Utah: Do you value your privacy?

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I wrote the following letter to the Speaker of the Utah House, my State Representative, and my State Senator. Feel free to copy and paste if you feel the same.


Dear Speaker Hughes,

Some Rights are so dear to us that our forefathers enshrined them in the first ten Amendments to the Constitution. The Right of the Press, Religion, Assembly, to Keep and Bear Arms, and the Right of Privacy (etc.) are all intertwined – reliant on one for the defense of another.

The Great State of Utah also enshrined specific Rights in its Constitution, in line with those found in the U.S. Constitution.

In the not-so-distant past, those who claimed “the government” was spying on its citizens, listening to our calls, tracking our movements would have been laughed at. We’d have pictured them huddled in their basements wearing tin-foil hats, and we’d have summarily discounted their opinions out of hand.

Today, however, thanks to the revelations of whistleblowers, we know that “the government” is in fact spying on its citizens. It’s monitoring web surfing, social network activity, telephone calls and text messages, email, and even our “geolocation”.

“The government” is doing this under the guise of “National Security”, with little to no due-process being applied, thanks to FISA and the ill-named “Patriot” Acts.

Now, with tax incentives, ample “cheap electricity, and an endless supply of water, the NSA has set up camp in our own backyard. That wouldn’t be a bad thing, except for one, pesky little thing: the NSA isn’t getting warrants to search as is required by both the U.S. Constitution and the Utah Constitution. The Agency says they don’t need to because Congress has given them authority to do what they’re doing.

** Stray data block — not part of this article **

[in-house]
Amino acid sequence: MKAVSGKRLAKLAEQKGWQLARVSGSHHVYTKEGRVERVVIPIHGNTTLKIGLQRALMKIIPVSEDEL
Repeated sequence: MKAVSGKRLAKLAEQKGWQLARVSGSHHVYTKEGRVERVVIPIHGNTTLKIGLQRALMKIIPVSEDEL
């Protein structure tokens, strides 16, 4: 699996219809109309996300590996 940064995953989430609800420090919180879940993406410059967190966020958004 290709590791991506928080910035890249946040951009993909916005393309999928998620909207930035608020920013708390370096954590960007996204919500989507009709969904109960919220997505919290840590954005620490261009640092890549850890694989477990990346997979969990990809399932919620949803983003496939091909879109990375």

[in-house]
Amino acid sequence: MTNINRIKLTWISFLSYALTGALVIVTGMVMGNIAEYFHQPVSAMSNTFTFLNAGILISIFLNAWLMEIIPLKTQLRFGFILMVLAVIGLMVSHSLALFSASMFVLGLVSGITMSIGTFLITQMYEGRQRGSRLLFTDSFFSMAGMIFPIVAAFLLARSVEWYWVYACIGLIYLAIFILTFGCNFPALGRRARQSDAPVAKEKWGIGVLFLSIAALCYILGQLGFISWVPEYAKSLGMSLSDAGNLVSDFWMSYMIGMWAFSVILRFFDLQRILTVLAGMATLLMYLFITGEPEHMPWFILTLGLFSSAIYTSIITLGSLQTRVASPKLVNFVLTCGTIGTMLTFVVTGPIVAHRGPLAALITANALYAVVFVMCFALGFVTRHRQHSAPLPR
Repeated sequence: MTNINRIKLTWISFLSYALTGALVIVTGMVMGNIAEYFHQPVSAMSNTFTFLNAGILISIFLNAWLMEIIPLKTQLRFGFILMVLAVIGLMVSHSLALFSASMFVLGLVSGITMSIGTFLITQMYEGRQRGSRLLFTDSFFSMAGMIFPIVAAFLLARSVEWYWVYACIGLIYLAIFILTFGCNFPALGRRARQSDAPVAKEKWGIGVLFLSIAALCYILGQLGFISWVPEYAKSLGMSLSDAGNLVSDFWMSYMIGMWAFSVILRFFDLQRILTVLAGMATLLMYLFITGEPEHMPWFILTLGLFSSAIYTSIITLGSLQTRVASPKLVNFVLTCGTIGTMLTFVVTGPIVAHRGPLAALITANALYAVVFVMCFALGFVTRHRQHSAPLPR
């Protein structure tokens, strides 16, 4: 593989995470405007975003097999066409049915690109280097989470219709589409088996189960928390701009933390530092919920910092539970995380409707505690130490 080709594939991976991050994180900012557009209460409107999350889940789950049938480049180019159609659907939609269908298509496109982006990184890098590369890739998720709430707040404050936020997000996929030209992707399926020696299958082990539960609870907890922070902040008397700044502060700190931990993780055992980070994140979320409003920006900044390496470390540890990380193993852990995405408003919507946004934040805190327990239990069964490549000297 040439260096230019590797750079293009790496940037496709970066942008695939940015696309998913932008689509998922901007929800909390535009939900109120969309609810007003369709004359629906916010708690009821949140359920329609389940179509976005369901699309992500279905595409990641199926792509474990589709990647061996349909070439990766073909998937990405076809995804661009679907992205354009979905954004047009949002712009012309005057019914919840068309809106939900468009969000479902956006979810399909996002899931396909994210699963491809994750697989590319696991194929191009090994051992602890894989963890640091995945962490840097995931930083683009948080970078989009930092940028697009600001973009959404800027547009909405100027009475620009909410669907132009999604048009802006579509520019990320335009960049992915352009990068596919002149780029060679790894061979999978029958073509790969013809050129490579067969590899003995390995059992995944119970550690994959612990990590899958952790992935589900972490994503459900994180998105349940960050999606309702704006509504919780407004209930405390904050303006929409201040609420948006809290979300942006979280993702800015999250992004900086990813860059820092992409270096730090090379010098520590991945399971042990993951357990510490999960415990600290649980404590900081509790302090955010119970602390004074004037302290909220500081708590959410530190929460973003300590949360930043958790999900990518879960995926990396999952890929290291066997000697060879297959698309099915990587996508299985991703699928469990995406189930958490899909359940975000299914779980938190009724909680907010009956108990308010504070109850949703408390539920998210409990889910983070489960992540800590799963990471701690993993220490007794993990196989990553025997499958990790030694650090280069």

Do you recall when the Fourth Amendment was changed to remove the language that “no Warrants shall issue, but upon probable cause, supported by Oath or affirmation, and particularly describing the place to be searched, and the persons or things to be seized”? When did the Utah Legislature ratify this change? When did Utah change its own Constitution to nullify Article I, Section 14?

We never did. The right of Privacy is still in place. The NSA is not acting on warrants obtained by probable cause or supported by oath or affirmation. The sources from which they’re obtaining data are not particularly described. In short, the NSA is working outside the bounds of the U.S. Constitution AND the Utah Constitution.

Rep. Marc Roberts’ bill seeks to give Utah the tools that it needs to shut off material support the NSA’s Utah facility (and any other Federal Facility) that operates outside the law.

This is not a bill to “shut down the NSA” as some have claimed. It’s a bill to help pull the Agency back to into compliance with the Bill of Rights. The NSA can still operate, but must obtain warrants for their searches, just like our County Sheriff’s must do. Just like our Chiefs of Police must do. They’re not above the law, neither should the NSA, FBI, DHS, or any other government agency.

The Governor, as reported in the Washington Post, is opposed to Rep. Roberts’ bill. “If it’s not stored in Utah, it’ll be stored somewhere else,” Governor Herbert said.

In other words, “somebody will help the NSA violate our rights. It might as well be Utah!”

No, Speaker Hughes. It shouldn’t be Utah. We value Individual Rights in Utah. We respect Privacy in Utah. In Utah, we recognize that giving up Privacy for “Security” is a quick way to lose both.

Utah is a strong state. The rest of the Nation looks at Utah to see what we’re doing that makes us so strong. Let one of those things be a bold, loud statement that Utah is strong because we value the Constitution. We value privacy. And we’re bold enough to stand up to the Federal Government when they’ve gone to far – and it’s clear: the NSA has gone too far.

Please bring Rep. Roberts’ 4th Amendment Protection Act to the House floor so we can hear whether or not our elected officials value our Privacy, or if they’re willing to sell out their constituents because, “if it’s not … in Utah, it’ll be … somewhere else”.

I look forward to your response.

 – Joe Levi


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